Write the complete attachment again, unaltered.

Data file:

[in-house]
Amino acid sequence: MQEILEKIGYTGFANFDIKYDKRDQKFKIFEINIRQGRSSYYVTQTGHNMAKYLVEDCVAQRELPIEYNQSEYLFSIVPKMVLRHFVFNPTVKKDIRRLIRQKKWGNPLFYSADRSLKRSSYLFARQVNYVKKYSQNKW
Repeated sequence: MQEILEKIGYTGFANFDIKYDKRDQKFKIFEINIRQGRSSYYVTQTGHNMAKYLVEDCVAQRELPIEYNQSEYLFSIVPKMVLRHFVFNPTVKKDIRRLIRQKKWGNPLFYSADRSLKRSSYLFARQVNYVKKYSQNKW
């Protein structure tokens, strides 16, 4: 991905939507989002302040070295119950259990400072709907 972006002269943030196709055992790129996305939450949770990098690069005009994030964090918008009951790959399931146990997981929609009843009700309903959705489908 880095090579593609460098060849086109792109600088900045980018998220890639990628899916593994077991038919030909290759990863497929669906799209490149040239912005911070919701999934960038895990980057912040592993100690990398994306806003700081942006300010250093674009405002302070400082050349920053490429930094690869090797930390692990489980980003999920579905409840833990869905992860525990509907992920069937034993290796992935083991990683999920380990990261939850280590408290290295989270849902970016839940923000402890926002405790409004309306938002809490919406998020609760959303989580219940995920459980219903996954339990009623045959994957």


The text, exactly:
[in-house]
Amino acid sequence: MQEILEKIGYTGFANFDIKYDKRDQKFKIFEINIRQGRSSYYVTQTGHNMAKYLVEDCVAQRELPIEYNQSEYLFSIVPKMVLRHFVFNPTVKKDIRRLIRQKKWGNPLFYSADRSLKRSSYLFARQVNYVKKYSQNKW
Repeated sequence: MQEILEKIGYTGFANFDIKYDKRDQKFKIFEINIRQGRSSYYVTQTGHNMAKYLVEDCVAQRELPIEYNQSEYLFSIVPKMVLRHFVFNPTVKKDIRRLIRQKKWGNPLFYSADRSLKRSSYLFARQVNYVKKYSQNKW
């Protein structure tokens, strides 16, 4: 991905939507989002302040070295119950259990400072709907 972006002269943030196709055992790129996305939450949770990098690069005009994030964090918008009951790959399931146990997981929609009843009700309903959705489908 880095090579593609460098060849086109792109600088900045980018998220890639990628899916593994077991038919030909290759990863497929669906799209490149040239912005911070919701999934960038895990980057912040592993100690990398994306806003700081942006300010250093674009405002302070400082050349920053490429930094690869090797930390692990489980980003999920579905409840833990869905992860525990509907992920069937034993290796992935083991990683999920380990990261939850280590408290290295989270849902970016839940923000402890926002405790409004309306938002809490919406998020609760959303989580219940995920459980219903996954339990009623045959994957």